“Amen, amen, I say to you, today you will be with me in paradise.” Lord Jesus said those words to the sinner who begged for Christ’s mercy–even as they both suffered together on their crosses. “You will be with me in paradise.” The suffering Christ speaks these words to the suffering sinner.

We cannot base our idea of “health” on anything other than our hope for that paradise that Jesus promised us at that moment. The paradise of true and complete communion with God. The paradise of an everlasting Eden. Our idea of health must embrace the cross of the Christ Who suffered. Because His Cross is the only way that truly leads to the Fountain of Youth.

A Motto Worth Trying to Live By + “Transgender”

Our prayers should not be long and tedious but short, earnest, and frequent. –St. Ambrose

…The other day, someone asked our Holy Father this question:

I would like to ask you, what would you say to someone who has struggled with their sexuality for years and feels that there is truly a problem of biology, that his aspect doesn’t correspond to what he or she feels is their sexual identity?

Can’t say I fully understand the question.  Not sure what “aspect” means here.

human_male_karyotpe_high_resolution_-_xy_chromosome_croppedBut I would like to point out: the Catholic position is that doctors should not lie to people. Medical science does not have the power to control everything.  When surgeons and biochemists get delusions of grandeur, it only confuses and misleads people who already have a lot to suffer.

Can an abortion make it like there never was a baby?  No.

Can artificial contraception completely remove the fact that sex is for making babies?  No.

Can any medical intervention render homosexual acts fruitful?  No.

Can surgeries and pills change a man or boy, whose every cell has XY chromosomes, into a woman or a girlOr a woman or girl, whose every cell has XX chromosomes, into a man or a boy? No.

People who struggle need friends who won’t tell them lies, especially lies about what doctors can really accomplish with the limited tools at their disposal.

“Being healthy” has to start with the truth.  The truth is that there is much more to us human beings than meets the eye, much more about us that science doesn’t understand (as opposed to the little bit that it does understand).  All the so-called “medical” procedures listed above actually involve grotesque acts of violence–profoundly unhealthy acts of violence.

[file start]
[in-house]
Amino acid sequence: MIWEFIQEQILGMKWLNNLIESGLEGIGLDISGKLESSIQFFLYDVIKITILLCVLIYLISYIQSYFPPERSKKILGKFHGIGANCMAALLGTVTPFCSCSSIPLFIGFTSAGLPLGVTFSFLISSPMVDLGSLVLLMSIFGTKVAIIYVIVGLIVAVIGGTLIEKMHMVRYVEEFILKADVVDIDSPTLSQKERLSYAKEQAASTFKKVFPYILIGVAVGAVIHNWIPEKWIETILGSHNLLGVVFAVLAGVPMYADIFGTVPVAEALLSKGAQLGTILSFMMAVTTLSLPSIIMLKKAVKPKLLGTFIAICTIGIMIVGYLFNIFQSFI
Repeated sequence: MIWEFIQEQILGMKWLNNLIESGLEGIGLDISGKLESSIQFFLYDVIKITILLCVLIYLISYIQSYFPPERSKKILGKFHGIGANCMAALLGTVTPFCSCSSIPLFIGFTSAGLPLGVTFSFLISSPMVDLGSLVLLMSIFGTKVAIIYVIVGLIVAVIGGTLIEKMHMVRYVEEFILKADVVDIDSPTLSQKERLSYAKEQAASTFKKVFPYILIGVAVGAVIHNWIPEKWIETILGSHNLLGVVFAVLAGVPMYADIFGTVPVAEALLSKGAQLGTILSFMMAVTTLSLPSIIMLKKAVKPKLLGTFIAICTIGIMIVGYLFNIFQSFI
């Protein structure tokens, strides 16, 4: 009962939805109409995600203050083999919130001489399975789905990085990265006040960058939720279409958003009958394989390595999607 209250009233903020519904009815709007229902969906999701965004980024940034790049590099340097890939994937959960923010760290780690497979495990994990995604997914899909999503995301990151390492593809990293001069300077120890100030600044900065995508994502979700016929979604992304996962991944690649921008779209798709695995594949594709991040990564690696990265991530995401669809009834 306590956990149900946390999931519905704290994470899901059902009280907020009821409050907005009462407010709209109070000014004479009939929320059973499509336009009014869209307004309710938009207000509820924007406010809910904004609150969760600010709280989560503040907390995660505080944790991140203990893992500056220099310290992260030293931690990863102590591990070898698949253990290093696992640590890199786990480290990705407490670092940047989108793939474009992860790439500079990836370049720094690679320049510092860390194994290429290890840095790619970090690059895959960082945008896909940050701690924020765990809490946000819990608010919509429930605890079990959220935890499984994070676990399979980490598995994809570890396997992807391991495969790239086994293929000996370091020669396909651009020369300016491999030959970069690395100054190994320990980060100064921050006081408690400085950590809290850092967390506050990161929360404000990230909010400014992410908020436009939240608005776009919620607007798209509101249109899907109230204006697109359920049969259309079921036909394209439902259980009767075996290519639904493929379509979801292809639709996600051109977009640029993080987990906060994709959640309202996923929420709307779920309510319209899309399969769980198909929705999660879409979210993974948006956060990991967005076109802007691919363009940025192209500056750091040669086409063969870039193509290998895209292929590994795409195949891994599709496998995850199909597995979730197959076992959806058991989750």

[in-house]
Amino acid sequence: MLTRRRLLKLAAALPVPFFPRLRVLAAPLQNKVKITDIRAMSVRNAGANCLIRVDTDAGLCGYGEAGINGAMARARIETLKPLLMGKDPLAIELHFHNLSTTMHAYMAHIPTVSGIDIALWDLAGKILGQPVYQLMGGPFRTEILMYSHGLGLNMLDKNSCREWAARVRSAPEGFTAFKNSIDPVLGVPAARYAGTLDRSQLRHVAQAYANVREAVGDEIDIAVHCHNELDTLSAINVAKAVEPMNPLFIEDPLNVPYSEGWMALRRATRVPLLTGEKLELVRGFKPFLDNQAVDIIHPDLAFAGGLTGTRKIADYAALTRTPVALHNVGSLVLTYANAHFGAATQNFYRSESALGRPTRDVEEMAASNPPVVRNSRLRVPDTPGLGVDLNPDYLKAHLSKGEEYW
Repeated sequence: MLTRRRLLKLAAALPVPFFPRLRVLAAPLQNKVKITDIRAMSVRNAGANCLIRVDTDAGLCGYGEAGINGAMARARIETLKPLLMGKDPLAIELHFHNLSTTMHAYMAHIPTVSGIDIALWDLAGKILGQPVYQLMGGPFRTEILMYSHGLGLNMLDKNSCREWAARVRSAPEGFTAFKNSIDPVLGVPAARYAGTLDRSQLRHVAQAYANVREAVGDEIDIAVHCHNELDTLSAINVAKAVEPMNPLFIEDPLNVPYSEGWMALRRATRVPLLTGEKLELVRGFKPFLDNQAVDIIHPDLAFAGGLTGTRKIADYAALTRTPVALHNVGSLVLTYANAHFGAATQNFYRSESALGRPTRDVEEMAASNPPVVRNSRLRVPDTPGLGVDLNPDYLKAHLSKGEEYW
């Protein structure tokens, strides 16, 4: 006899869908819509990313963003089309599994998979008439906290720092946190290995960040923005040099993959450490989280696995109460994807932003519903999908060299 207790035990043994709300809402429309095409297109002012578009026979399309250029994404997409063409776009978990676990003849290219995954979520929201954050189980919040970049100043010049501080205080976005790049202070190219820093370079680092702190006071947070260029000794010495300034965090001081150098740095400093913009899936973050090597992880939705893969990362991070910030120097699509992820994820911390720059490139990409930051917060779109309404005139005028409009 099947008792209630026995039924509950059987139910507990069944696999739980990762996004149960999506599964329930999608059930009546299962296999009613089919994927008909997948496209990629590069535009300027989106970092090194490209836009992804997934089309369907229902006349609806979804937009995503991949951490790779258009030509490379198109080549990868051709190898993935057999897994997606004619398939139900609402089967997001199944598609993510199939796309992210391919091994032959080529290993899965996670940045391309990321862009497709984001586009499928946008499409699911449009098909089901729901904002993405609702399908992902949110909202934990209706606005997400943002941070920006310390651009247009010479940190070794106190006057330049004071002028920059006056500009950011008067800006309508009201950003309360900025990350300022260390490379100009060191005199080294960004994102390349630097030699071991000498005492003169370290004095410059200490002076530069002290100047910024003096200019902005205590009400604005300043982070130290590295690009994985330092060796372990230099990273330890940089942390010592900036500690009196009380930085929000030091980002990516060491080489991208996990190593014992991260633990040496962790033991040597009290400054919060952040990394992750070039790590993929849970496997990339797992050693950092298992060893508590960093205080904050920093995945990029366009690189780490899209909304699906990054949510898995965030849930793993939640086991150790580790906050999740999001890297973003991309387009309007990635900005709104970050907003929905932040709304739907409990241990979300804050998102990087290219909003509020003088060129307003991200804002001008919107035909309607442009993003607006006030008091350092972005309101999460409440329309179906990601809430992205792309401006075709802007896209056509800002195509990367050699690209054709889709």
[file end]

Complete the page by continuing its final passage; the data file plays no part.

Better to go to church and pray to the good God Who made us the men and women that we are.

The Paragon of Health

Couple of clear facts:

1. Our bodily and mental health can be attacked, harmed, even ruined by disease. Good, wholesome, sound, vigorous life: obviously, that’s what we are made for. But on this fallen earth, a battle constantly rages between health and all the forces that jeopardize it.

2. Almighty God wills our health and well-being. He became man and healed sick people. He embraced the ultimate threat to bodily health, namely death, so as to overcome its power. God made man has Personally attained permanent bodily and mental health in heaven. He give us the hope of attaining it, too, when the battle of this pilgrim life is over.

Okay, so these two facts are clear. Where we can encounter controversy, however, is in the area of: In what, exactly, does health consist?

Rod of AsclepiusSome distinctions are easy, like: It is better not to have the flu than to have it. But sometimes we cannot distinguish between health and disease so easily.

For instance: Is being able to get pregnant a disease? Doesn’t seem like it is. But apparently more women take pills for it than for anything else. Is getting old a disease? Well, a lot of people have surgery to try to counteract it.

Is feeling guilty a psychological disease? Maybe sometimes it it. But, of course, more often than not I feel guilty because I am guilty of something.

See what I mean? Defining “healthy” can sometimes involve a great deal of controversy.

We need a “gold standard” of health, so to speak. We need someone whose complete soundness of mind and body provides the example with which we can compare all other cases. We need a flesh-and-blood yardstick of total human health.

Who else can it be, other than the Lord Jesus Himself?

And this helps us in more ways than one. On the one hand, there are plenty of things which some people want to call “healthy,” which Christ certainly never would have touched with a ten-foot pole.